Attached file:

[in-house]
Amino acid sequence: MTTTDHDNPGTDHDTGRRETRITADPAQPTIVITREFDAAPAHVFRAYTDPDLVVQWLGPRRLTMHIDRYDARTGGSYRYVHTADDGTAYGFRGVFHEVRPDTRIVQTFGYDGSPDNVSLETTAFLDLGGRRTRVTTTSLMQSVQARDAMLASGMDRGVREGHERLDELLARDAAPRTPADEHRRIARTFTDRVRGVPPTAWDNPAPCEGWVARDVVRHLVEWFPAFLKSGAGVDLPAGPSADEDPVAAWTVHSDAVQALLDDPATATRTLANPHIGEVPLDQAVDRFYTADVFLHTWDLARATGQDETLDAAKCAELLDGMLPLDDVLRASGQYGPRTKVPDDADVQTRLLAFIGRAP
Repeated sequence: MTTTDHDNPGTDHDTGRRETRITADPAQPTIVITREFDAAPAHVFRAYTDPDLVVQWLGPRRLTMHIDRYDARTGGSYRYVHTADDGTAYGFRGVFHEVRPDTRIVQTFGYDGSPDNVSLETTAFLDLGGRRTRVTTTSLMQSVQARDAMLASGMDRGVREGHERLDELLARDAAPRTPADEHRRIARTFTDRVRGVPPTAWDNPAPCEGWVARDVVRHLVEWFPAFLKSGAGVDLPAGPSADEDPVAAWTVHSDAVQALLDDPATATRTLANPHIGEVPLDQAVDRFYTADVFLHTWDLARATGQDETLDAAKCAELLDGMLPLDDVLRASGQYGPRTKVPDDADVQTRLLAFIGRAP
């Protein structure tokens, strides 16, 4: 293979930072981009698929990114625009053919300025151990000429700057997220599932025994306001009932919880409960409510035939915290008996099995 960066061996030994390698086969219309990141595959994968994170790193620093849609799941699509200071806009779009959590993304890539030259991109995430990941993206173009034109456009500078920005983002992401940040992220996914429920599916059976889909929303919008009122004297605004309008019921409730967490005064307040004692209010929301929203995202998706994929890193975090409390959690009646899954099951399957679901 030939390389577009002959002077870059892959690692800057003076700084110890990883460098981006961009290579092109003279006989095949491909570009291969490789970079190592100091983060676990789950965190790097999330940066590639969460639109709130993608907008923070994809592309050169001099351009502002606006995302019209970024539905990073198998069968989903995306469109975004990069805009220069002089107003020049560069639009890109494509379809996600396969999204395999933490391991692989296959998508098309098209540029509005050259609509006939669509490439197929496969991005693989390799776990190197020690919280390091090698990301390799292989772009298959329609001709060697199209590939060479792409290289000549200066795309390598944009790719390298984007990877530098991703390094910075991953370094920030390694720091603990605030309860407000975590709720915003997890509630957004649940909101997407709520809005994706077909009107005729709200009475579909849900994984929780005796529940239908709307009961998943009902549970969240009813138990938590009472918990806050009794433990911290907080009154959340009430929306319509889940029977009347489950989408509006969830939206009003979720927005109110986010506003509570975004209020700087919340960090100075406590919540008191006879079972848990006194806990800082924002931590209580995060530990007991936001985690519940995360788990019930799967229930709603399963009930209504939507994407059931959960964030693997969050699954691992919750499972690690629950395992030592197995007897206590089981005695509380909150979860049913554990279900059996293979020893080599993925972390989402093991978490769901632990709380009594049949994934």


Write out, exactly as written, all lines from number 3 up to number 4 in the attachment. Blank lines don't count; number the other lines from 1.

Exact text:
Repeated sequence: MTTTDHDNPGTDHDTGRRETRITADPAQPTIVITREFDAAPAHVFRAYTDPDLVVQWLGPRRLTMHIDRYDARTGGSYRYVHTADDGTAYGFRGVFHEVRPDTRIVQTFGYDGSPDNVSLETTAFLDLGGRRTRVTTTSLMQSVQARDAMLASGMDRGVREGHERLDELLARDAAPRTPADEHRRIARTFTDRVRGVPPTAWDNPAPCEGWVARDVVRHLVEWFPAFLKSGAGVDLPAGPSADEDPVAAWTVHSDAVQALLDDPATATRTLANPHIGEVPLDQAVDRFYTADVFLHTWDLARATGQDETLDAAKCAELLDGMLPLDDVLRASGQYGPRTKVPDDADVQTRLLAFIGRAP
């Protein structure tokens, strides 16, 4: 293979930072981009698929990114625009053919300025151990000429700057997220599932025994306001009932919880409960409510035939915290008996099995 960066061996030994390698086969219309990141595959994968994170790193620093849609799941699509200071806009779009959590993304890539030259991109995430990941993206173009034109456009500078920005983002992401940040992220996914429920599916059976889909929303919008009122004297605004309008019921409730967490005064307040004692209010929301929203995202998706994929890193975090409390959690009646899954099951399957679901 030939390389577009002959002077870059892959690692800057003076700084110890990883460098981006961009290579092109003279006989095949491909570009291969490789970079190592100091983060676990789950965190790097999330940066590639969460639109709130993608907008923070994809592309050169001099351009502002606006995302019209970024539905990073198998069968989903995306469109975004990069805009220069002089107003020049560069639009890109494509379809996600396969999204395999933490391991692989296959998508098309098209540029509005050259609509006939669509490439197929496969991005693989390799776990190197020690919280390091090698990301390799292989772009298959329609001709060697199209590939060479792409290289000549200066795309390598944009790719390298984007990877530098991703390094910075991953370094920030390694720091603990605030309860407000975590709720915003997890509630957004649940909101997407709520809005994706077909009107005729709200009475579909849900994984929780005796529940239908709307009961998943009902549970969240009813138990938590009472918990806050009794433990911290907080009154959340009430929306319509889940029977009347489950989408509006969830939206009003979720927005109110986010506003509570975004209020700087919340960090100075406590919540008191006879079972848990006194806990800082924002931590209580995060530990007991936001985690519940995360788990019930799967229930709603399963009930209504939507994407059931959960964030693997969050699954691992919750499972690690629950395992030592197995007897206590089981005695509380909150979860049913554990279900059996293979020893080599993925972390989402093991978490769901632990709380009594049949994934």